From troll to penguin

The penguin is strongly connected to Jotun through its long presence in Jotun’s logo. But did you know that Jotun’s first logo was a troll, and that the logo was changed several times before ending with the penguin?

Jotun’s founder, Odd Gleditsch sr., bought the property Gimle in Sandefjord, Norway in 1926. In Norse mythology, Gimle is described as the most beautiful place in Asgard (home of the gods), even more beautiful than the sun. The factory already situated at Gimle was called Jotun, and what was more natural than using a jotun, or a jotne – a giant troll – in the logo? In a variety of versions, the troll “Trym” remained Jotun’s logo for some years.

In time the troll came to be perceived as a pagan symbol, and it was also claimed to scare children. Gleditsch decided to change the logo to a reindeer, leaping between the mountain tops of Jotunheimen, a mountainous area in southern Norway. However, the link between mountains, reindeers and ship paint was not obvious, and eventually the logo was changed again.

This time Gleditsch chose a hammer. Not just any hammer, but Tor’s hammer, one of the gods in Norse mythology. The story was that “Trym” the troll stole the hammer from Tor, a symbolic act from an underdog. At the time, Jotun was a much smaller market player than today.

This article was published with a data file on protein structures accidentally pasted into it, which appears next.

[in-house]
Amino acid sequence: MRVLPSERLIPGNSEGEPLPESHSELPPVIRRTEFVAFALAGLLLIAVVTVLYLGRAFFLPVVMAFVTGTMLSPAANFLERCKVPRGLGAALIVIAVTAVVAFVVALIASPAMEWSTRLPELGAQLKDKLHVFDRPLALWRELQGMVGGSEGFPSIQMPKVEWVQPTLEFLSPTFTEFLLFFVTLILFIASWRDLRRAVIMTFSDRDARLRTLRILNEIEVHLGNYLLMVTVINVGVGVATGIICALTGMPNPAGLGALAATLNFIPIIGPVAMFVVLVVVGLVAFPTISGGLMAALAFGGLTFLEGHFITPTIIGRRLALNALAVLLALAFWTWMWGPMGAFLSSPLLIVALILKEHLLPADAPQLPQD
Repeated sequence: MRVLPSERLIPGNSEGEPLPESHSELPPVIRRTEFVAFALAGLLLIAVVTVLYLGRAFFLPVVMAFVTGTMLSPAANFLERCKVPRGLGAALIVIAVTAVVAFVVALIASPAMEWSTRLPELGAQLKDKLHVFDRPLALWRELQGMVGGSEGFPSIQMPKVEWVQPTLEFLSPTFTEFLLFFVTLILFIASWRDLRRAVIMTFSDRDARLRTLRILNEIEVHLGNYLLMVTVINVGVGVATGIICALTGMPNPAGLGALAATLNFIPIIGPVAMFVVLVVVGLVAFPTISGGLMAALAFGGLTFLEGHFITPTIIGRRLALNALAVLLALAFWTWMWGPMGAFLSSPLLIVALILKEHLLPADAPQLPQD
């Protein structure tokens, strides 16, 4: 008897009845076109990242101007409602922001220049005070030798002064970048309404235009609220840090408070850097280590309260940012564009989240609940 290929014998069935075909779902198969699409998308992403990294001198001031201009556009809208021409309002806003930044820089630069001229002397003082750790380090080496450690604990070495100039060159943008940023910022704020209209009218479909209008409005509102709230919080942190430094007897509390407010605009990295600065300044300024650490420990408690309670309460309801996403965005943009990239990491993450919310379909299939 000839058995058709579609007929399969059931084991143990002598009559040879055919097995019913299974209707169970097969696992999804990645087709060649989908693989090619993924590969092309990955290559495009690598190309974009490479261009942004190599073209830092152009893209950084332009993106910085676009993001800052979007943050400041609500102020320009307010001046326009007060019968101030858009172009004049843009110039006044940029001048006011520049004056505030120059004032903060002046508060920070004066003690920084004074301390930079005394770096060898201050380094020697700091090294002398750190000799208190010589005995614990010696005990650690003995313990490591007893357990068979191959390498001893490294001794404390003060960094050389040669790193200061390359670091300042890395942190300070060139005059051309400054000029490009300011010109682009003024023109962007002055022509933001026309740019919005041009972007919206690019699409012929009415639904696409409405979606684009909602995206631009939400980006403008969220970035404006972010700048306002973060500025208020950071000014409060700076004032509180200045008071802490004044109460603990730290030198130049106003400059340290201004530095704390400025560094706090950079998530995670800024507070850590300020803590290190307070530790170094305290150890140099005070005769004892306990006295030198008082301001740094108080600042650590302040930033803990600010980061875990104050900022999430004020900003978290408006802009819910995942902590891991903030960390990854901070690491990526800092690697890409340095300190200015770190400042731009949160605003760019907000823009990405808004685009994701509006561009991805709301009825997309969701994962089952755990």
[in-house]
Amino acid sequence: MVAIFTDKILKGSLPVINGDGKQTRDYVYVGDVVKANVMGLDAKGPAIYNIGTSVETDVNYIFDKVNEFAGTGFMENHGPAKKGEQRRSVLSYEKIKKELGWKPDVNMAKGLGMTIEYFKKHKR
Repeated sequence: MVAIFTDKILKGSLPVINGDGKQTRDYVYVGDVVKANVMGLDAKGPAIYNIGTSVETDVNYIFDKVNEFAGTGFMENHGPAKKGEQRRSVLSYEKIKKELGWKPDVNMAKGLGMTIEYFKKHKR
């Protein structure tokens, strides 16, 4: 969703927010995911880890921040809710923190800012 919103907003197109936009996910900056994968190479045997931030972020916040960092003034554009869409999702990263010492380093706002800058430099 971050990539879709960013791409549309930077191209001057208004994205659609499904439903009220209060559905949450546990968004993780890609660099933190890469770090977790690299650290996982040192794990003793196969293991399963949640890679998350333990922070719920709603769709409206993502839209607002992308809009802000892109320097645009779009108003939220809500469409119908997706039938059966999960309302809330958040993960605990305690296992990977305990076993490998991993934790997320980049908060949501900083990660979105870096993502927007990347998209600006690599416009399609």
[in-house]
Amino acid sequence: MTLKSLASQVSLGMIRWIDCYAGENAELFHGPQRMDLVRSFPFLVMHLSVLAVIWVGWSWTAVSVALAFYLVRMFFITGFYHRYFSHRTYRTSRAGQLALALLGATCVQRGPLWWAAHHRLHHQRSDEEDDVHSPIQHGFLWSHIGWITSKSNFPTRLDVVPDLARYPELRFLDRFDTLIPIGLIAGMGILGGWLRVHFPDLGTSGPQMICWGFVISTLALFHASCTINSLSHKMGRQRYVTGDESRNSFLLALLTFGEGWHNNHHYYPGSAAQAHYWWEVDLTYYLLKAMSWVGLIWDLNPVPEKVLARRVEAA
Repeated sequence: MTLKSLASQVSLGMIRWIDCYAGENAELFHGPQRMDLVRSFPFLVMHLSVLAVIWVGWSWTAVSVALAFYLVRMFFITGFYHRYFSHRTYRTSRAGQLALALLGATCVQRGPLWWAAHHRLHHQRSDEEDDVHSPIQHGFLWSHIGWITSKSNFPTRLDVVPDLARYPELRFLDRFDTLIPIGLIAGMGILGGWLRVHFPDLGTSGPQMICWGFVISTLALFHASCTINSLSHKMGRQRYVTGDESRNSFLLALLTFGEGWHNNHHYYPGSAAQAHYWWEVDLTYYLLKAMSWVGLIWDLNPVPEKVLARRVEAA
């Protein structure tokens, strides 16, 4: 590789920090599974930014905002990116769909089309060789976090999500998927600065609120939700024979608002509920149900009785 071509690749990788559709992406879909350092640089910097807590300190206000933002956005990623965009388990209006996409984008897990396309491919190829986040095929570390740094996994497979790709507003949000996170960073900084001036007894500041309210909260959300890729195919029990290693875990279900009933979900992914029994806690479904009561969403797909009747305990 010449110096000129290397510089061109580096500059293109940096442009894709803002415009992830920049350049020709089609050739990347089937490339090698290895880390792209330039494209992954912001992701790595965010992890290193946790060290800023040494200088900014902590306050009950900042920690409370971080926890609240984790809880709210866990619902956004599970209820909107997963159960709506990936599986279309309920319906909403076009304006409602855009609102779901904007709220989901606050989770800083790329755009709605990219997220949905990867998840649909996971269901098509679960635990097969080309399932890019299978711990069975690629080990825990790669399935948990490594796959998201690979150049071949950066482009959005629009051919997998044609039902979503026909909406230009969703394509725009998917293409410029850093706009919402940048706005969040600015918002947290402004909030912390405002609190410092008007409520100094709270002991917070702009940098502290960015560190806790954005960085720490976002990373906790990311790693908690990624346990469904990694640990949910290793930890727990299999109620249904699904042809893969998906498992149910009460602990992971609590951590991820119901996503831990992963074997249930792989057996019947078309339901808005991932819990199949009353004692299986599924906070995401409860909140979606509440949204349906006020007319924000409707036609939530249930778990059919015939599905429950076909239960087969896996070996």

The hammer was used in the logo for several years. But throughout the 1930s and early 40s, the hammer came to be used more and more as a political symbol. Gleditsch did not want Jotun to be associated with any political ideology, and in 1942 he decided it was time to change the logo again.

This time he wanted a bird, and he suggested a seagull. But his close colleague Rolf Ra believed that if it was to be a bird, it should be a penguin. The penguin was already well-known in Sandefjord, Norway due to the whale hunting. Also, the penguin was known to be resilient and stylish, loyal, caring and bold, and able to withstand harsh conditions. Qualities that Jotun could easily relate to. Ingar Jensen was advertising manager at the time and drew the first penguin logo over a cup of coffee.

In 1972, Norway’s four largest paint manufacturers merged, and for a short while the new company used four colourful horses in the logo. After a transition period, the penguin came back – and as Jotun had now developed into a truly global company, the penguin was put inside a globe. Although minor changes over the years, this is the logo we still recognise as Jotun’s logo. The penguin is here to stay.